More joy follows and whoever says the Pet Shop Boys are just miserable needs a dose of “Se Vida E (That’s The Way Life Is)” which continues the feel of the first two tracks, a Mardi Gras of a track, yet always more mid-tempo than I remember. Single wise it was a top 10 hit (UK#8) released in August 1996 a month or so before the album. It certainly gave us an appropriate taste for the album and who can’t warm to lyrics such as;
“Why do you want to sit alone in gothic gloom surrounded by the ghosts of love that haunt your room? Somewhere there’s a different door to open wide. You gotta throw those skeletons out of your closet and come outside.”
Pass me those maracas, Neil! It’s no surprise it was a Top 5 hit in Spain and also got the thumbs up in Finland, where the Boys were used to scoring high chart positions. Things cool down for “It Always Comes As A Surprise” which starts off a little sounding like early Jamiroquai before turning into a pretty love song. There’s none of the conflict of relationships in the previous albums. It’s the sound of contentment in the early days of relationship “You smile and I am rubbing me eyes at a dream come true”. Reading between the lines this may not be the most balanced of partnerships. There’s evidence that the other half is questioning and unwilling to be rushed into “love all night in your bedroom”, but at the moment things are all good for Neil. Nice cool sax solo and the sophisticated Latin elegance is enhanced by a subtle sample from Brazilian bossa nova legend Astrud Gilberto’s “Corcovado”.
“Red Letter Day” is another of the anthemic “Go West” PSB tracks with a drum intro into the male choral voices. I always like these sort of tracks from the Boys and this is up there with the best of them. It was released as the fourth single from the album and it caused its own red letter day making chart history. It probably isn’t the record they would have been hoping to break as it scored the biggest fall of a chart single on its second week in the chart to that date. It came in at a respectable number 9 but the next week suffered a 33 place drop to fall outside the Top 40. Bigger drops have been recorded since then but it seems that this single release was perhaps of real interest to the fans who bought it in the week it came out. Despite this unfortunate occurrence it is still a great track and fits in well on the album.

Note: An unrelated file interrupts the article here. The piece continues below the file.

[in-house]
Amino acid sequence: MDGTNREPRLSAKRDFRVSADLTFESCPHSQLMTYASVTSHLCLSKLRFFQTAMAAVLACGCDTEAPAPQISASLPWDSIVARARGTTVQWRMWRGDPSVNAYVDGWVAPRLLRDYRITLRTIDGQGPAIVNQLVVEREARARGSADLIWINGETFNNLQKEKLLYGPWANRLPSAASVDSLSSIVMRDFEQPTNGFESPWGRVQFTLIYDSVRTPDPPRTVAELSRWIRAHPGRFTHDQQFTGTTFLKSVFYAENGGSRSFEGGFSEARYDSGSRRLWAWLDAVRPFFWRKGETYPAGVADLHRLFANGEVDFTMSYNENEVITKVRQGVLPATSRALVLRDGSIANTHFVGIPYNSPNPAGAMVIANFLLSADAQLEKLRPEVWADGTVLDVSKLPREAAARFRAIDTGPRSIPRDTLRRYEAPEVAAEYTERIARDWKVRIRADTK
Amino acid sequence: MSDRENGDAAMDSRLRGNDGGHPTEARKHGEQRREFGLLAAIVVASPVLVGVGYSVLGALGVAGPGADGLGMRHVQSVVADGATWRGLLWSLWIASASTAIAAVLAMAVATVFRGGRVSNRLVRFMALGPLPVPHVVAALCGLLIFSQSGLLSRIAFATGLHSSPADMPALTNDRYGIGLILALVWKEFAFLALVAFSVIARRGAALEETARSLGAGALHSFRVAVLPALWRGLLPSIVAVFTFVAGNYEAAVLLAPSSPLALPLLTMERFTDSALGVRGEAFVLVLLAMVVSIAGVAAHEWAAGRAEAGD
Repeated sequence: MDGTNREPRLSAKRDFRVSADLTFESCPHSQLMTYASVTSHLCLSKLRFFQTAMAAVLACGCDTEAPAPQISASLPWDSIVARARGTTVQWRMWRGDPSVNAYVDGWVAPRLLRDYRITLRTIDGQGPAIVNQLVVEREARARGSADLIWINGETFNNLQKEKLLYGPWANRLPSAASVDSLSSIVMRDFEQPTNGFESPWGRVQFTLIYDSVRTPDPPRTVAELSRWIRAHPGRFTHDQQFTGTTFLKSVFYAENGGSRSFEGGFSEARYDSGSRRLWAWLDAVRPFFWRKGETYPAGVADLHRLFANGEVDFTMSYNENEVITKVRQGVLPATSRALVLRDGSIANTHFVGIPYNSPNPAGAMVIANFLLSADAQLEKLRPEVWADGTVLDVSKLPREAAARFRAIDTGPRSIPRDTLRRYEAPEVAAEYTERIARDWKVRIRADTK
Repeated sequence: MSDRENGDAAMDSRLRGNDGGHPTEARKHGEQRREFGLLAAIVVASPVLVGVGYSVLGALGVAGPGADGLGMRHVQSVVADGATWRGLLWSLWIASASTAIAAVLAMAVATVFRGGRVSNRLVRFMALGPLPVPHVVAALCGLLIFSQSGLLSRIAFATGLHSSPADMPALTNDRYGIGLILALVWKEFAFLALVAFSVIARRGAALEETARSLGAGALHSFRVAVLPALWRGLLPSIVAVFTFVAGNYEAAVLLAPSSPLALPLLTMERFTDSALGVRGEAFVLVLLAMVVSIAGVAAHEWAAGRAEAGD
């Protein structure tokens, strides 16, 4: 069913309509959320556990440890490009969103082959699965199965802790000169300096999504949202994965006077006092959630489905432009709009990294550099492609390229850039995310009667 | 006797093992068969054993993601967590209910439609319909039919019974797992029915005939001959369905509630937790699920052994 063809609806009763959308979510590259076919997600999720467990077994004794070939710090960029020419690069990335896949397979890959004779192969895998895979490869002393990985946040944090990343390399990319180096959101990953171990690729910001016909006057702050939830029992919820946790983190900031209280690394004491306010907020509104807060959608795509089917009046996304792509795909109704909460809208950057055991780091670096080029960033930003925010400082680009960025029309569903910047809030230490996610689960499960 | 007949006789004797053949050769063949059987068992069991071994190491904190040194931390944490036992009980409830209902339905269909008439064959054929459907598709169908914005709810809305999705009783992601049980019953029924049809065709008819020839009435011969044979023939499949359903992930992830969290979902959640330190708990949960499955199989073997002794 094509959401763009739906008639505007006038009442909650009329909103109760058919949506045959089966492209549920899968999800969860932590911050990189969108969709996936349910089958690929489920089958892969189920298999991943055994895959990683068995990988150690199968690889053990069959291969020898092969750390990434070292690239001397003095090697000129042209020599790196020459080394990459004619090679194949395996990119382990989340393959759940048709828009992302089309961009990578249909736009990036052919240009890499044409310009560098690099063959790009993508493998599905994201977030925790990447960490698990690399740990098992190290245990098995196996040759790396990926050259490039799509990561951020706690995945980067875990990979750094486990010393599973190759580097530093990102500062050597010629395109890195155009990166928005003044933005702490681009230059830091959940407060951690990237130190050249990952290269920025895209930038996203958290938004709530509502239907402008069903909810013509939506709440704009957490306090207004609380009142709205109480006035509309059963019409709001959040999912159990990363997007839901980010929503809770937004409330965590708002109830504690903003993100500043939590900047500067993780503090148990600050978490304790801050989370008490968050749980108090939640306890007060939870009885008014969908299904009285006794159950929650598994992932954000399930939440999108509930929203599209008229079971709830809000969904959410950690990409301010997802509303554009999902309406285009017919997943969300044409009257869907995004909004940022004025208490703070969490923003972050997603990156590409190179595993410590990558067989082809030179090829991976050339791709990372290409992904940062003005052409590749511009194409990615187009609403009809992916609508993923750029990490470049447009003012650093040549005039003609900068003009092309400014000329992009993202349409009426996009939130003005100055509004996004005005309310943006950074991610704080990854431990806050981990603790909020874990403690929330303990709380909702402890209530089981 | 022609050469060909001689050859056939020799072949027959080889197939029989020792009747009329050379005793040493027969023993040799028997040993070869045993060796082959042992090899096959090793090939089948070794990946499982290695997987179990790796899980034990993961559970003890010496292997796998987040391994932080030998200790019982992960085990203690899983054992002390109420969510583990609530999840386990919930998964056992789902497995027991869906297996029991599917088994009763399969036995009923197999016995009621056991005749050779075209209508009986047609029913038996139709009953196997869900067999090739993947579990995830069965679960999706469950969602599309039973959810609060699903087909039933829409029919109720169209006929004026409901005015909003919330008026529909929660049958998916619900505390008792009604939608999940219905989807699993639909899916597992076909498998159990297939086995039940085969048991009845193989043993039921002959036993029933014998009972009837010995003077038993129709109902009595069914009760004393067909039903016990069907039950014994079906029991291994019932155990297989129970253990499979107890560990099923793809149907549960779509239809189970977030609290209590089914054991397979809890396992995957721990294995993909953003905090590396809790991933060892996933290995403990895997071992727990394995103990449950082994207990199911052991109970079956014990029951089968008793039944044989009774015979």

“Up Against It” combines clever lyrics with a danceable tune, with once again the Latin feel percolating underneath. “The Survivors” feels like it is taking us back to a wintry London in an unshowy ballad. This leads into the track that was the biggest hit from the album “Before”. Released over 4 months before the album it was good to hear it again in this new context. It reached number 7 in the UK charts and made the Top 10 in Finland (again) and Sweden, amongst others. It also scored the duo a Billboard Number 1 as it topped the US Hot Dance Club Play charts. Major commercial US hits had eluded the duo for over 8 years since the heady days of “Domino Dancing” (US#18 1988) their last big hit there to date. This is the first of the two tracks that had been worked on alongside Danny Tenaglia, the other being the disco joy of “Saturday Night Forever” which closes the album in magnificent style. Before this there’s “To Step Aside” which benefits from a sample of what sounds a little like Native American singing, speeded up. Another track which still sounds good twenty-one years later.
“Bilingual” was the last PSB album I would consider to be essential. It’s not that they went off the boil from this point but this unprecedented run of five classic albums came to an end for me with their next release “Nightlife” (1999) which despite the storming “New York City Boy” and great titles such as “I Don’t Know What You Want But I Can’t Give It Anymore” and “You Only Tell Me You Love Me When You’re Drunk” didn’t feel quite as relevant as everything that had gone on before. Albums such as “Fundamental”(2006) and “Elysium” (2012) were solid rather than inspirational but they did notch up another first-class release with their 2009 CD “Yes”. Their last album to date has been 2016’s hopefully titled “Super”. As far as I am concerned any one of the albums I have featured as essential would have cemented the PSB’s place in pop music history but the twelve tracks they put out in 1996 might just inch ahead of the greater commercial success of “Very” as their best.
Bilingual is currently available from Amazon in the UK for £4.14 and used from £0.01. It can be downloaded for £4.99. In the US it is currently $10.38 new and used from $3.08 and as a download for $9.49. In the UK it is also available to stream on Spotify.